Album Review: Phaneronaut – Anabasis

Band: Phaneronaut | Album:Anabasis | Genre: Zeuhl, Post-rock, Progressive electronic | Year: 2022

From: Munich, Germany | Label: Independent

For fans of: Magma, Pink Floyd c. 1969, Dreadnaught, Faust

Bandcamp

Phaneronaut is a one-man project out of Germany with an inclination for weird, experimental electronics and sharp contrasts in tone. In the three years the project has been active, they have been quite prolific, so I have not listened to their whole back catalog. What I have heard, though, is strongly reminiscent of early krautrock acts, often landing somewhere between Neu! and The Cosmic Jokers.

This album, then, marks something of a shift in Phaneronaut’s sound. Originally envisioned as having two contrasting halves–a “wood” side and a “metal” side–the project evolved into something else, though the “metal” concept remained. Thus, where previous works are synth heavy and quite electronic, Anabasis features sounds (synthesized or otherwise) that use metal in their production. So the celestial synths of earlier works are reduced, and now there are much earthier tones, meant to portray a (possibly hallucinatory) journey to heaven.

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Odds & Ends: March 7, 2022

Artist: Stewart Clark | Album:Journeys | Genre: Progressive rock | Bandcamp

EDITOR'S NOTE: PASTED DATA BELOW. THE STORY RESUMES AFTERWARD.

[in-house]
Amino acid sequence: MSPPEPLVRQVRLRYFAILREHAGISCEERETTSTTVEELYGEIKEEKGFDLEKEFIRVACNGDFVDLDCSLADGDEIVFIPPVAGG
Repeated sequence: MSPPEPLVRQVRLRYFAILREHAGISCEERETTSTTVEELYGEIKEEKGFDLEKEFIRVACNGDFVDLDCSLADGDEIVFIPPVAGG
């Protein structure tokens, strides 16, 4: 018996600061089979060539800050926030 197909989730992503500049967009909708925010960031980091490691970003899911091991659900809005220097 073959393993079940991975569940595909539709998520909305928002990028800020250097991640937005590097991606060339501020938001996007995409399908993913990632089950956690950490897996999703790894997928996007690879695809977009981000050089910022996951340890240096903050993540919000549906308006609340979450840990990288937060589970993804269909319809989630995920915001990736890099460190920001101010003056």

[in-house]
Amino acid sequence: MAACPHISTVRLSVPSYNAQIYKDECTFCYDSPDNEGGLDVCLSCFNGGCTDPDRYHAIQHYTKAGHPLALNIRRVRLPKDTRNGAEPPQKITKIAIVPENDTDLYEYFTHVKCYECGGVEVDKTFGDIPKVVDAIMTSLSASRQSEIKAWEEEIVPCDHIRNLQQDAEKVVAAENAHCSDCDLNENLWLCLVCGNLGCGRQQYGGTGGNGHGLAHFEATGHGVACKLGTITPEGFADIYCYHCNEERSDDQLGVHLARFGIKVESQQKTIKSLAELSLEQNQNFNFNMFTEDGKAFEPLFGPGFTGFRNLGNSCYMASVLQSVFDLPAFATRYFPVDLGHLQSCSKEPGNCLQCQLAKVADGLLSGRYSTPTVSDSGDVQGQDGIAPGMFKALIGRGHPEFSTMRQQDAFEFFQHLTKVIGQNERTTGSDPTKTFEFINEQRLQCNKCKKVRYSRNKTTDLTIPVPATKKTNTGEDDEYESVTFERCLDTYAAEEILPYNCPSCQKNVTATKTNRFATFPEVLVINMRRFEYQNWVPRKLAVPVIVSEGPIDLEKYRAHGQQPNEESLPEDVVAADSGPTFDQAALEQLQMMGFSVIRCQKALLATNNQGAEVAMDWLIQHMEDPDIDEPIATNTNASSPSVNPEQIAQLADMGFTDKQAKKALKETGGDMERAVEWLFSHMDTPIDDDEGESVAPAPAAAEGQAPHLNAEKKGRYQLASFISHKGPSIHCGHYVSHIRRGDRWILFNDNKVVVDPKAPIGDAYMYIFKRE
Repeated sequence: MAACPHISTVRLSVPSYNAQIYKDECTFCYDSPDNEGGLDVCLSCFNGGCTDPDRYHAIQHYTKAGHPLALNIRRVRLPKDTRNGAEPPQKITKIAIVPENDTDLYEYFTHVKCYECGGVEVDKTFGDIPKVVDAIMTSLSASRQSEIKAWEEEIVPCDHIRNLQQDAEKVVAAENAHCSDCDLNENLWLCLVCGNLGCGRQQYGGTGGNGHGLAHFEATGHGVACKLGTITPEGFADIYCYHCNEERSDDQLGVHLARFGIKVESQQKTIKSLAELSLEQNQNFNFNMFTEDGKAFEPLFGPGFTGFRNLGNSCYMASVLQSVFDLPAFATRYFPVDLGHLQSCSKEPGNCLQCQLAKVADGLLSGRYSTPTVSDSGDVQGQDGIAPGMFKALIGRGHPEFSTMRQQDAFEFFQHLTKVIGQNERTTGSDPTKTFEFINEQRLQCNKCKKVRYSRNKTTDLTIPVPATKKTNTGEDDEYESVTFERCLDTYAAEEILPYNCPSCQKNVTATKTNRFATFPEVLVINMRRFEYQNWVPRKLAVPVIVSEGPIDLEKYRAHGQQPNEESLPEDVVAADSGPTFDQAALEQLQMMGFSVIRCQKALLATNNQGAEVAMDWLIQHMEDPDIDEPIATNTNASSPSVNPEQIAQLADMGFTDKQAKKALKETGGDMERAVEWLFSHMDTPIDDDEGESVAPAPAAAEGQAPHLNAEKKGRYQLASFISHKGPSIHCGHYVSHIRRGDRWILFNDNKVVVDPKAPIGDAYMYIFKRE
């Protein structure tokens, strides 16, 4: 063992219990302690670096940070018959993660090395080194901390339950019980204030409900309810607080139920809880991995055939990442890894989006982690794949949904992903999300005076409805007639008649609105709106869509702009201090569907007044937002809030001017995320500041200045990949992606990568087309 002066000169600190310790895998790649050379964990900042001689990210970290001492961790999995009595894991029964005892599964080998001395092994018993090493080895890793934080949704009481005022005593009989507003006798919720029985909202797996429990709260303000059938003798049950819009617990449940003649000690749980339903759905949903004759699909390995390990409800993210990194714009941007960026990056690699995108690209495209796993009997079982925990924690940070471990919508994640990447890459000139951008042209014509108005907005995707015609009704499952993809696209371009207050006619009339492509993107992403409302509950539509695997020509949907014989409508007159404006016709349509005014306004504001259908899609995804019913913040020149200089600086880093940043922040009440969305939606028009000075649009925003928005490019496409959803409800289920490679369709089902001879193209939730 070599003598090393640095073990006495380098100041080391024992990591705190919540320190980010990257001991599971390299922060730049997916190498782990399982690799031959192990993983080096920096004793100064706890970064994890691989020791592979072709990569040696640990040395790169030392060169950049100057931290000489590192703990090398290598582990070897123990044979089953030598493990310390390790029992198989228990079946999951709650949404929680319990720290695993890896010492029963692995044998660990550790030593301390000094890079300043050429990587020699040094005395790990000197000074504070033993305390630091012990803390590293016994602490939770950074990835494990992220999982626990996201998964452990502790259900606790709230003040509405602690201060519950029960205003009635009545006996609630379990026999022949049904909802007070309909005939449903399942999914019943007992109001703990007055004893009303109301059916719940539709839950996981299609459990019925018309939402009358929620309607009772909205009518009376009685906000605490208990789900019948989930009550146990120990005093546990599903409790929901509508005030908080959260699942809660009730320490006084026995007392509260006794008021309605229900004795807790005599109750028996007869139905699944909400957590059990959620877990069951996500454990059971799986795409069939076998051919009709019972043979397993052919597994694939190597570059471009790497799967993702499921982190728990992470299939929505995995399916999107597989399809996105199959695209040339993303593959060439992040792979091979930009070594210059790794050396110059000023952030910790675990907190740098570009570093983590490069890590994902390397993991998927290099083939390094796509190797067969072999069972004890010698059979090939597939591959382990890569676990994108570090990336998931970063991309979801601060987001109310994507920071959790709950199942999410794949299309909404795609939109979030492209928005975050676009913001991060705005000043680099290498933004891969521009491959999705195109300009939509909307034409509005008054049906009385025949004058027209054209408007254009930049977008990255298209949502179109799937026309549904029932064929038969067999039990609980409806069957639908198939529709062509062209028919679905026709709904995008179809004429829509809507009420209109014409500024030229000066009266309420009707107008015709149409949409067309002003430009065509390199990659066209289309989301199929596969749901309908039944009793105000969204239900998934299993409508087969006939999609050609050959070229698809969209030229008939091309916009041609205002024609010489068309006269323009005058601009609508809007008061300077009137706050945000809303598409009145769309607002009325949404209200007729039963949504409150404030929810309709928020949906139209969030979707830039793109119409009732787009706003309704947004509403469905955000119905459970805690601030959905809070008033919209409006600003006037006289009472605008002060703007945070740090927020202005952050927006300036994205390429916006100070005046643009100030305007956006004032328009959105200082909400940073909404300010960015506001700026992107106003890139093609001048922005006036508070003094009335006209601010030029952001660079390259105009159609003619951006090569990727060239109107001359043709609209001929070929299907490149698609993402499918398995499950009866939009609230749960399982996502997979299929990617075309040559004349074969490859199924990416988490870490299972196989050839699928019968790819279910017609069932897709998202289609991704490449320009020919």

Stewart Clark draws noticeably from the classic prog giants, most obviously Yes and Genesis. The music is rich and grand, and though the playing is hardly flashy, the songs are creatively and thoughtfully structured. The folk elements are especially nice. Some cuts do drag on a bit, but this is an overall enjoyable release.

Score: 77/100

Band: Cyril | Album: Amenti’s Coin – Secret Place Pt. II | Genre: Progressive rock | Bandcamp

If you’re looking for some well-made progressive rock in the vein of acts like Transatlantic or The Flower Kings, these guys aren’t a bad choice. It’s highly melodic with a lot of strong instrumental performances. The band does occasionally veer into overwrought balladry, and I can’t say there’s anything particularly novel being said here. Despite that, sometimes you just want some lush, classic-style prog.

Score: 71/100

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Lesser-Known Gem: Hydrotoxin – Oceans

Band: Hydrotoxin | Album:Oceans | Genre: Progressive metal | Year: 1996

From: Hanover, Germany | Label: Crystal Rock Syndicate

For fans of: Dream Theater, Fates Warning, Pain of Salvation, Queensrÿche

Listen